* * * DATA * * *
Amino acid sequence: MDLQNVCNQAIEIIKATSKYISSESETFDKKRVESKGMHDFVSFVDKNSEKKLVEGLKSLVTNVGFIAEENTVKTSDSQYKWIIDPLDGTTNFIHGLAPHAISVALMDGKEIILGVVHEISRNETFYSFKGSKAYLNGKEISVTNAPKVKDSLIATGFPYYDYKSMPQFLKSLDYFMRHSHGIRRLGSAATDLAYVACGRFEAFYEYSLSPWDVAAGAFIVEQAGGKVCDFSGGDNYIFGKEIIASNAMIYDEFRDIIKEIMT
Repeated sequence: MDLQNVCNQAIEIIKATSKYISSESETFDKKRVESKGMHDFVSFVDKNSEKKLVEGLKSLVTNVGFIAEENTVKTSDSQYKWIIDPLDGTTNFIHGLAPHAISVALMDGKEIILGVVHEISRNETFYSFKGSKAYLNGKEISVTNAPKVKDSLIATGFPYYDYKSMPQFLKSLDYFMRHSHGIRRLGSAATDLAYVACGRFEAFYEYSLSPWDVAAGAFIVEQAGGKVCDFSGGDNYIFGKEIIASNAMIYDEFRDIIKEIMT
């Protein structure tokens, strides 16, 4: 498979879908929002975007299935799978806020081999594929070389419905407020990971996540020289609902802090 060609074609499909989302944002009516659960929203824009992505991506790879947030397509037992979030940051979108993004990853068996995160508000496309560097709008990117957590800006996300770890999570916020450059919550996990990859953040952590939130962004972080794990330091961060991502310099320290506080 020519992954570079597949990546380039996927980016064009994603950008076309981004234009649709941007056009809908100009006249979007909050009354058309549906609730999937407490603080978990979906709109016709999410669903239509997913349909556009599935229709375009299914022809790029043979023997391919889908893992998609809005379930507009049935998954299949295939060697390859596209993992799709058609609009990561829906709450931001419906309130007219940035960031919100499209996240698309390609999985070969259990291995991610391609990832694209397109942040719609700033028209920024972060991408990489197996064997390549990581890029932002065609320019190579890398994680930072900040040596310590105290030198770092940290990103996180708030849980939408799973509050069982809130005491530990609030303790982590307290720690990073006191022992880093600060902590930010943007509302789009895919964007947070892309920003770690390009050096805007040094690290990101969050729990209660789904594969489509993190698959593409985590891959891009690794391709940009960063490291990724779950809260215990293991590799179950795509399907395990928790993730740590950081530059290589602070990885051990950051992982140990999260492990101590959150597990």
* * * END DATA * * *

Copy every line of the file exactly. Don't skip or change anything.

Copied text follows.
Amino acid sequence: MDLQNVCNQAIEIIKATSKYISSESETFDKKRVESKGMHDFVSFVDKNSEKKLVEGLKSLVTNVGFIAEENTVKTSDSQYKWIIDPLDGTTNFIHGLAPHAISVALMDGKEIILGVVHEISRNETFYSFKGSKAYLNGKEISVTNAPKVKDSLIATGFPYYDYKSMPQFLKSLDYFMRHSHGIRRLGSAATDLAYVACGRFEAFYEYSLSPWDVAAGAFIVEQAGGKVCDFSGGDNYIFGKEIIASNAMIYDEFRDIIKEIMT
Repeated sequence: MDLQNVCNQAIEIIKATSKYISSESETFDKKRVESKGMHDFVSFVDKNSEKKLVEGLKSLVTNVGFIAEENTVKTSDSQYKWIIDPLDGTTNFIHGLAPHAISVALMDGKEIILGVVHEISRNETFYSFKGSKAYLNGKEISVTNAPKVKDSLIATGFPYYDYKSMPQFLKSLDYFMRHSHGIRRLGSAATDLAYVACGRFEAFYEYSLSPWDVAAGAFIVEQAGGKVCDFSGGDNYIFGKEIIASNAMIYDEFRDIIKEIMT
């Protein structure tokens, strides 16, 4: 498979879908929002975007299935799978806020081999594929070389419905407020990971996540020289609902802090 060609074609499909989302944002009516659960929203824009992505991506790879947030397509037992979030940051979108993004990853068996995160508000496309560097709008990117957590800006996300770890999570916020450059919550996990990859953040952590939130962004972080794990330091961060991502310099320290506080 020519992954570079597949990546380039996927980016064009994603950008076309981004234009649709941007056009809908100009006249979007909050009354058309549906609730999937407490603080978990979906709109016709999410669903239509997913349909556009599935229709375009299914022809790029043979023997391919889908893992998609809005379930507009049935998954299949295939060697390859596209993992799709058609609009990561829906709450931001419906309130007219940035960031919100499209996240698309390609999985070969259990291995991610391609990832694209397109942040719609700033028209920024972060991408990489197996064997390549990581890029932002065609320019190579890398994680930072900040040596310590105290030198770092940290990103996180708030849980939408799973509050069982809130005491530990609030303790982590307290720690990073006191022992880093600060902590930010943007509302789009895919964007947070892309920003770690390009050096805007040094690290990101969050729990209660789904594969489509993190698959593409985590891959891009690794391709940009960063490291990724779950809260215990293991590799179950795509399907395990928790993730740590950081530059290589602070990885051990950051992982140990999260492990101590959150597990």